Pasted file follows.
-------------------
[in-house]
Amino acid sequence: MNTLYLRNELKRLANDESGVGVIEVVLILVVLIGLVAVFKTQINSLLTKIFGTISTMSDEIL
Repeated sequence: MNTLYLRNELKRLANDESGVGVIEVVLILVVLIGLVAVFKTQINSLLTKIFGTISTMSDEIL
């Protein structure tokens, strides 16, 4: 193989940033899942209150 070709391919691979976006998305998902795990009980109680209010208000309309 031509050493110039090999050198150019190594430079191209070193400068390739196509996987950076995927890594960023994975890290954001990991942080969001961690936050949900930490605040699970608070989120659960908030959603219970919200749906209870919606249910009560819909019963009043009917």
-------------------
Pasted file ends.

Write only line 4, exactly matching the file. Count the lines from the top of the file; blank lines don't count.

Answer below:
């Protein structure tokens, strides 16, 4: 193989940033899942209150 070709391919691979976006998305998902795990009980109680209010208000309309 031509050493110039090999050198150019190594430079191209070193400068390739196509996987950076995927890594960023994975890290954001990991942080969001961690936050949900930490605040699970608070989120659960908030959603219970919200749906209870919606249910009560819909019963009043009917």